There is well established precedent on how to reduce speeds on highly used residential roads. It's called "Traffic Calming". Essentially, you redesign the road so that it is narrower, curvier and gives better access to pedestrians and bikers. The basics of Traffic Calming can be found here:
Generally, urban roads that have traffic where it's even possible to move at 50 mph are straight, wide and flat. That is definitely the case with Locust Ave, as seen below.
Some suggestions for slowing traffic on this street might include:
- Put curb extensions at the sidewalks to reduce the distance that pedestrians have to walk to cross the street. This also makes the intersections tighter for cars, requiring them to slow down.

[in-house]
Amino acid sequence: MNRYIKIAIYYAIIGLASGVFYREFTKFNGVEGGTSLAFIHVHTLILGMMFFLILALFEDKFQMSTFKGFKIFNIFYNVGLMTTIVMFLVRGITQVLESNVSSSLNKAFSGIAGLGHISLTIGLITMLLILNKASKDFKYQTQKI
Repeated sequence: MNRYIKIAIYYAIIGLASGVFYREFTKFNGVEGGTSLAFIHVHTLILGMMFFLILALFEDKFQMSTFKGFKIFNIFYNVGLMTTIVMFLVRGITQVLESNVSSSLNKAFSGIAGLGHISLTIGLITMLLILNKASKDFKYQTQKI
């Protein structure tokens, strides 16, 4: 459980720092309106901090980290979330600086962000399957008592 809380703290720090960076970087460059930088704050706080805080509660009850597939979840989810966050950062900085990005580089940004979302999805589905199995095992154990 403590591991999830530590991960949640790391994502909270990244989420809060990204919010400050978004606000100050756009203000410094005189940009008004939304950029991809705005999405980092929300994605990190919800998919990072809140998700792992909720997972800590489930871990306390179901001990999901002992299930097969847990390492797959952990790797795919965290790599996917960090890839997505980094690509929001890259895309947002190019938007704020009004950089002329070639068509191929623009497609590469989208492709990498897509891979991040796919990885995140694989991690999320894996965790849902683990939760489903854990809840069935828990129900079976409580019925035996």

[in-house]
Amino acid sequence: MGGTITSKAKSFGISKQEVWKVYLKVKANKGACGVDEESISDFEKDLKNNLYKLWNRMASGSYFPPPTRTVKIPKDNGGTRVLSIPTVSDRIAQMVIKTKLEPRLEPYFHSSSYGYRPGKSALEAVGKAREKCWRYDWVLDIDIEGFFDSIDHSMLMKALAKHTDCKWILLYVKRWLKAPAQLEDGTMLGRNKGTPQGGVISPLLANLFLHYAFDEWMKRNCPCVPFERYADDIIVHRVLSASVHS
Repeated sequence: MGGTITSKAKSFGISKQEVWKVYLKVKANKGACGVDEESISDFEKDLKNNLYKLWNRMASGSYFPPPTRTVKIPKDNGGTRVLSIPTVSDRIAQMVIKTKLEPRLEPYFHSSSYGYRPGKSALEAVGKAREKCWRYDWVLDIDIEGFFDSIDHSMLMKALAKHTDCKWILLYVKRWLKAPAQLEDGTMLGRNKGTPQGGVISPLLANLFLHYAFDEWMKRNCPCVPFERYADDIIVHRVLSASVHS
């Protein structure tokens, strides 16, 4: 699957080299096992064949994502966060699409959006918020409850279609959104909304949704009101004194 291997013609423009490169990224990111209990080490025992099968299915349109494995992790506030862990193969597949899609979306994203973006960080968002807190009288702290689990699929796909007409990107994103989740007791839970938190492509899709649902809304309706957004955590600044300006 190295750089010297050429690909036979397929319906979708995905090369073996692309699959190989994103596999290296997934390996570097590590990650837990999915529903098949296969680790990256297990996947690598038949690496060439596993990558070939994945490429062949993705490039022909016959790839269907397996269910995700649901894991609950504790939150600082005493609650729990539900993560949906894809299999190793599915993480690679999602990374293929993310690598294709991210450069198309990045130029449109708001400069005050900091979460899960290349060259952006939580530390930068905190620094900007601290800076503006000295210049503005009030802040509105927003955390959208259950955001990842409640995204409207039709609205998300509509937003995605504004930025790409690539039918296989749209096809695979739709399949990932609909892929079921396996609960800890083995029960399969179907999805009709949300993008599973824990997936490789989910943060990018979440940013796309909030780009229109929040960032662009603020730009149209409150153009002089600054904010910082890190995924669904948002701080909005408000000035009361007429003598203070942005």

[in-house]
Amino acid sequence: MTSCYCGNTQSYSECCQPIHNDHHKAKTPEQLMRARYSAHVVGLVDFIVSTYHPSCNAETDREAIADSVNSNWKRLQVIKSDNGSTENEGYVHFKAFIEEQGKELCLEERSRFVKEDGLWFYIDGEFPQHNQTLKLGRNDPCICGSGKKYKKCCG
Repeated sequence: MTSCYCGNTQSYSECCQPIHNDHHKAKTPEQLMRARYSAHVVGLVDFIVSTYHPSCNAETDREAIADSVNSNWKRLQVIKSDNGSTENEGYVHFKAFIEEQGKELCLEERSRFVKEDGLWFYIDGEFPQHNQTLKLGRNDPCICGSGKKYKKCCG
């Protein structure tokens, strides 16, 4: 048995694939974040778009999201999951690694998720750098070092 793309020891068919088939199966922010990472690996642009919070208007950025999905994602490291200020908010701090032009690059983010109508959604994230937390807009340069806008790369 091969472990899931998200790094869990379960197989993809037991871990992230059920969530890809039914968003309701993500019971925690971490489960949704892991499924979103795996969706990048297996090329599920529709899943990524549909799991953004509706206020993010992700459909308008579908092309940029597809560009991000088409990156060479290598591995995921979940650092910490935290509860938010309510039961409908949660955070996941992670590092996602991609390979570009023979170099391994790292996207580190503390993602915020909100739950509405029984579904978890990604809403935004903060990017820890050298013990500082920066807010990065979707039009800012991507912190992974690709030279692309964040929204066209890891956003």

- Currently, parking is only on the left side of the street. About every half a block alternate parking between the left and the right sides causing the traffic to have to curve back and forth. This will slow down the traffic.
- Mark the parking with stripes, making the traffic lanes look smaller.
- If there is room, add another bicycle lane to the left side of the street.
Here is an example of traffic calming.
Although this street is in a more dense urban area (Cambridge, MA) than Locust, it used to look similar to it. All parking was on one side, and there were no curb extensions. Now you can see the tightened intersections and the curvy traffic lanes. Speeds have dropped significantly on this road. It's worth a try.